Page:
France's world renowned health service has been creaking for a while.
A toxic blend of the financial squeeze and strikes and protests among discontented health professionals across the system has left a health service, judged not so long ago as the best in the world, in serious danger of losing its lustre.
One health union leader recently told The Local that the chronic lack of investment meant the state of France's public hospitals was like Britain's National Health Service under former Conservative Prime Minister Margaret Thatcher.
Recent months have seen strikes and protests by disgruntled GPs, doctors in emergency wards, and thousands of health professionals working in Paris hospitals.
The background to the protests has been the need to make spending cuts to bring the country's budget deficit into line with the European Union including €3 billion off the hospitals' bills – which will see 22,000 jobs deleted.
All in all it's looking pretty grim for a health service ranked number one by the World Health Organization back in 2000.
Marisol Touraine, the country's under-fire health and social affairs minister (albeit in a government where every minister seems to be under-fire) believes the country can continue to provide quality care and “social protection”, but says things — or, more to the point, health professionals — have to change.
“All the analysis and the predictions that we have done suggest that financially we can provide this secure system of social protection on condition that we profoundly reorganize it,” the 56-year-old minister said.
“It will disturb the habits of doctors and health professionals but we can do it – and as a left-wing government we must do it”.
Touraine says France's aging population, increasing costs of medicines and growing number of chronic illnesses all provide a stern challenge to the country's health service.
It was with this in mind that she tabled a wide-ranging draft of health reforms that are going through parliament and have provoked the ire of doctors and led to huge street protests.
But Touraine, who told The Local and other members of the Anglo American Press Association in Paris this week that she had received personal abuse over the reforms, is adamant things must change.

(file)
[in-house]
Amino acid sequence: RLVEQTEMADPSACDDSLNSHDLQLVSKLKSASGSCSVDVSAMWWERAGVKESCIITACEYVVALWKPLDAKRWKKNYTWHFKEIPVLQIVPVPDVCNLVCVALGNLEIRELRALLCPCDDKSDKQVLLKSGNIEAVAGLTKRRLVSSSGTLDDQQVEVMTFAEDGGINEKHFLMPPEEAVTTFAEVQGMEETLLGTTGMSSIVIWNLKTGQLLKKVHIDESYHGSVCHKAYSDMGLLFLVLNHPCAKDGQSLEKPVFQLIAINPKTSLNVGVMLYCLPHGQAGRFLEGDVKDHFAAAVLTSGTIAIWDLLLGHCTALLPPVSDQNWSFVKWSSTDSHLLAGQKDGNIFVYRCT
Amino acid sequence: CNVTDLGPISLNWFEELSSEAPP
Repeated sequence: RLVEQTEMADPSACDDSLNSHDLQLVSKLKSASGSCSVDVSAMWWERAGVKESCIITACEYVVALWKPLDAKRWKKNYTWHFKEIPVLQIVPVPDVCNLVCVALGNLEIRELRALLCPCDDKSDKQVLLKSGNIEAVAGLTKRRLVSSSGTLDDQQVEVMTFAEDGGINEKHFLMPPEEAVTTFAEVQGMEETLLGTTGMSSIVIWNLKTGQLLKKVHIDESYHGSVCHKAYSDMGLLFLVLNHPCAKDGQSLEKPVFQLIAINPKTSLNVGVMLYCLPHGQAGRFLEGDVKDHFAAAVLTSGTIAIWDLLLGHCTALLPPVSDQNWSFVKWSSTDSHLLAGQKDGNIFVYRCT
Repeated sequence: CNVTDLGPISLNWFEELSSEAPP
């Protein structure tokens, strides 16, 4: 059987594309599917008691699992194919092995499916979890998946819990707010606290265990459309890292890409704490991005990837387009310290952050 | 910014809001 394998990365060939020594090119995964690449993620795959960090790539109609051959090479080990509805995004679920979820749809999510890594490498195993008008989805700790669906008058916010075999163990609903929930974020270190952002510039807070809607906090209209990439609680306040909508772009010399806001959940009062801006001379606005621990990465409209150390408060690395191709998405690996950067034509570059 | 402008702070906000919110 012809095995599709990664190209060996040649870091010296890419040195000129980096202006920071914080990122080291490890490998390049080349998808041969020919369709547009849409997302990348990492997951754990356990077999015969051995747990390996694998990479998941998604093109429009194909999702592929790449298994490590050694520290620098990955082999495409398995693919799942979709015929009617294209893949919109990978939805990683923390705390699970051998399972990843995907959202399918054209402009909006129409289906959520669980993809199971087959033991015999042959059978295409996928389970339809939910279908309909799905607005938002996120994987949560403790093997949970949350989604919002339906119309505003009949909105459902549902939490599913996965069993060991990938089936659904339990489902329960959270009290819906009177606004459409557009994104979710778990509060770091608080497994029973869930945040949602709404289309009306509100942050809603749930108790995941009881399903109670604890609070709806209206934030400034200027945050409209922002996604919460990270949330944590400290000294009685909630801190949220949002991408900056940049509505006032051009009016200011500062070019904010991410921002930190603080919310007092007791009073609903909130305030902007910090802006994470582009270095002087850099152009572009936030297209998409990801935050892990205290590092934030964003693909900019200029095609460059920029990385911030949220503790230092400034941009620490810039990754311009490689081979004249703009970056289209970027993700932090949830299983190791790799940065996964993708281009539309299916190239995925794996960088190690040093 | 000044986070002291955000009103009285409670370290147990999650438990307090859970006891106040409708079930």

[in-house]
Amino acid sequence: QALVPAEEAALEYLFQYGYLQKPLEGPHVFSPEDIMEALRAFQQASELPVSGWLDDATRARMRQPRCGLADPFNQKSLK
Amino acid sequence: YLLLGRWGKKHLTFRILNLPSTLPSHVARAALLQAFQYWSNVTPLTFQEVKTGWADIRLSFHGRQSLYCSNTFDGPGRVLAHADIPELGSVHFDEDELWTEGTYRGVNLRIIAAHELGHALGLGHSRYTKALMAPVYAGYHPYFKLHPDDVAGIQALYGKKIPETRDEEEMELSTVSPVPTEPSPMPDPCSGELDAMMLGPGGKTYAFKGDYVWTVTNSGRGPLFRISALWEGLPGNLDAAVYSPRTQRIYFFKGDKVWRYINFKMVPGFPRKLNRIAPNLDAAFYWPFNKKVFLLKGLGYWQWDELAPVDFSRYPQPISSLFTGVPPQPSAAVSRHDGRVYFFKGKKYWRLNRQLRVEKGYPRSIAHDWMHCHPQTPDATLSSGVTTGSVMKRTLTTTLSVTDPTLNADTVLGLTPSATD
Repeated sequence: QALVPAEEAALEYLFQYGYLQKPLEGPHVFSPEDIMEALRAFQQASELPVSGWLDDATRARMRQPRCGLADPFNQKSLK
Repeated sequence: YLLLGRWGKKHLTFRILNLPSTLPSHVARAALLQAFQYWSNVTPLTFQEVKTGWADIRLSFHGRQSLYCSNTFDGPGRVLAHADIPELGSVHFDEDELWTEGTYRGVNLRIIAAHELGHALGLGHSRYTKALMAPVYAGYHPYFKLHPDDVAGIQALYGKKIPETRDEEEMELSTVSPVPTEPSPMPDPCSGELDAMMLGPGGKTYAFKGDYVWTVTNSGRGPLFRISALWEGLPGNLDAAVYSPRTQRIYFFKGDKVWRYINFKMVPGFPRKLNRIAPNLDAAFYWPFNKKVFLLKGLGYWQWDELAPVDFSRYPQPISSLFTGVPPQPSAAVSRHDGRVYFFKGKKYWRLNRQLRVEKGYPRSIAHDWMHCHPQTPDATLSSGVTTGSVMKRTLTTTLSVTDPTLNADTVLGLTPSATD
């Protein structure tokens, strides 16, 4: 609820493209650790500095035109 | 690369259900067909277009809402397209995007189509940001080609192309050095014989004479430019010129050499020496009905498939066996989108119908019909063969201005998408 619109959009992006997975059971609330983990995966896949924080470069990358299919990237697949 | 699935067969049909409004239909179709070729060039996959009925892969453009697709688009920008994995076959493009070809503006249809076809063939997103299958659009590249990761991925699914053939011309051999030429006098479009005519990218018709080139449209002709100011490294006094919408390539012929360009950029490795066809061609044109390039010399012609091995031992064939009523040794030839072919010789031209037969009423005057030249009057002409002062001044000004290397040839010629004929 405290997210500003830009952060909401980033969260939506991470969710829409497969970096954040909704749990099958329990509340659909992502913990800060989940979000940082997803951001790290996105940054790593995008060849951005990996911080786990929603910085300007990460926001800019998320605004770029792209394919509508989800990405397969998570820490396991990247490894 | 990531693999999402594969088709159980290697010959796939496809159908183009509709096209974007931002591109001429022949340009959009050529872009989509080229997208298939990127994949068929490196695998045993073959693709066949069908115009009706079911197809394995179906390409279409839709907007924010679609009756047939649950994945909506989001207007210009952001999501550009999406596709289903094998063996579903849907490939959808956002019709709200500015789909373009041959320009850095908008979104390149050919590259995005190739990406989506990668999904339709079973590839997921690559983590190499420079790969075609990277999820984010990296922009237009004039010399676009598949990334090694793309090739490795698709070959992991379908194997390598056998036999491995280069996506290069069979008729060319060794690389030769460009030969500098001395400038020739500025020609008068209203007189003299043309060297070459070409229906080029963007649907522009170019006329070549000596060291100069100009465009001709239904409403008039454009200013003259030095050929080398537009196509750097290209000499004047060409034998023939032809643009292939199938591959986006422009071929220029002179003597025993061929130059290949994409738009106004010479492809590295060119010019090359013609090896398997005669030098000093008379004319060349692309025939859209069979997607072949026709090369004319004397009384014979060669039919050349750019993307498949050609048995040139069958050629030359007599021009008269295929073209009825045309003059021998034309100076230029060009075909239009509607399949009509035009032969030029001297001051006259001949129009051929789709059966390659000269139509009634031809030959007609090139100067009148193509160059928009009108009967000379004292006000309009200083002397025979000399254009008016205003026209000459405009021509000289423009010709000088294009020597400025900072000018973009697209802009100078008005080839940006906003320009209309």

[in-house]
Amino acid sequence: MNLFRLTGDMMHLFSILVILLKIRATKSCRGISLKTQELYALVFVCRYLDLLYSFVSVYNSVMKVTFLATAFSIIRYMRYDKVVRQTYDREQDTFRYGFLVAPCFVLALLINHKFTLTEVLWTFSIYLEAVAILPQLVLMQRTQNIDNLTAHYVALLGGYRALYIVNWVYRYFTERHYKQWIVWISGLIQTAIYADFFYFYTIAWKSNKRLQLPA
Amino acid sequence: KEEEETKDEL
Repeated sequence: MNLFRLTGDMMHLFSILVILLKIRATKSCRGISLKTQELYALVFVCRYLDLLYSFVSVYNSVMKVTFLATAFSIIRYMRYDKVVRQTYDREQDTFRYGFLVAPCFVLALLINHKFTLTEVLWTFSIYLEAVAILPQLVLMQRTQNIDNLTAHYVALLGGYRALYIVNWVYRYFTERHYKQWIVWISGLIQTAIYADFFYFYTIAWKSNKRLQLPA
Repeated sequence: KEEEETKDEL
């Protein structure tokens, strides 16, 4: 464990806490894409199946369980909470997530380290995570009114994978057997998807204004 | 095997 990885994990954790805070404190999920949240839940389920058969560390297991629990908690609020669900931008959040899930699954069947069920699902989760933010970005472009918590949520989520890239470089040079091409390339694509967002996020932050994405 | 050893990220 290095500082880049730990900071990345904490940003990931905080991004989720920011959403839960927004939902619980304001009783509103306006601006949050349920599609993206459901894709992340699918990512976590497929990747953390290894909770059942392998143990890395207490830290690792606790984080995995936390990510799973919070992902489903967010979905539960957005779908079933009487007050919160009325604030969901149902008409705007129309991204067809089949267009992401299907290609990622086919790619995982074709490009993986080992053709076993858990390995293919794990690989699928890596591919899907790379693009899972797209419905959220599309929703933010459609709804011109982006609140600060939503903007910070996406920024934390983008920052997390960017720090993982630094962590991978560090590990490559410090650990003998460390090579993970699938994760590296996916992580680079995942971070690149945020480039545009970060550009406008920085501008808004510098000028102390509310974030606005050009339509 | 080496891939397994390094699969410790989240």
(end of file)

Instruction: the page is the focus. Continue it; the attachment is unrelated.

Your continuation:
“There a huge malaise among doctors today, but it's not because of me. I am just the one saying to them 'You have worked in a certain way for decades but today, for multiple reasons, you have to change the way you work.'
“There’s a generational problem and a need to transform the way of working which is very difficult,” she said.
Touraine describes herself as a “modernizer and a reformer” battling against “conservatism and opposition to change that is sometimes characteristic in France”.
The minister said that in a climate of cutbacks it was entirely normal that the government imposed new rules on the game to keep the system running.
But it will hardly be a surprise to those health professionals who have protested in recent months that Touraine accepted the French health service was far from perfect.
Of particular concern to her was waiting times in hospital emergency awards, particularly in Paris where she described the situation as “disastrous”.
Earlier this year a leaked memo from France's intelligence services warned that hospital emergency wards were on the brink of “social implosion”, which was causing “tensions that are linked to a degradation in the quality of care.”
She also said France has far too many specialist doctors and not enough general practitioners.
Touraine also said the France must take lessons from across the English Channel and look at the work the UK health service does in preventative healthcare.
“The strength of Britain is the public health strategy of prevention, notably around tobacco.”
“We are a country that has spectacular results when it comes to curing people but prevention is not integrated, although everyone says we have to do it,” she said
On the other hand, Touraine said her British counterparts eyed France's cancer survival rates with envy and that she doesn't rate Britain's GP service.
In particular her government must do more to tackle high alcohol and smoking rates, especially among pregnant women, the minister said.
Touraine blasted the country's wine lobby for being too powerful and said France was in a kind of denial over its levels of alcohol consumption – which sees the French drink the equivalent of 120 bottles of wine each year on average.
Alcohol abuse is believed to be the cause of around 50,000 premature deaths in France per year.
Improving prevention may be the key to relieving the pressure on the country's health service and the rest of the welfare state, which according to a recent OECD study is simply unaffordable.
“The French system is already in deficit. If nothing is done about it, then the welfare system won't be sustainable. There needs to be reforms,” said the author of the report.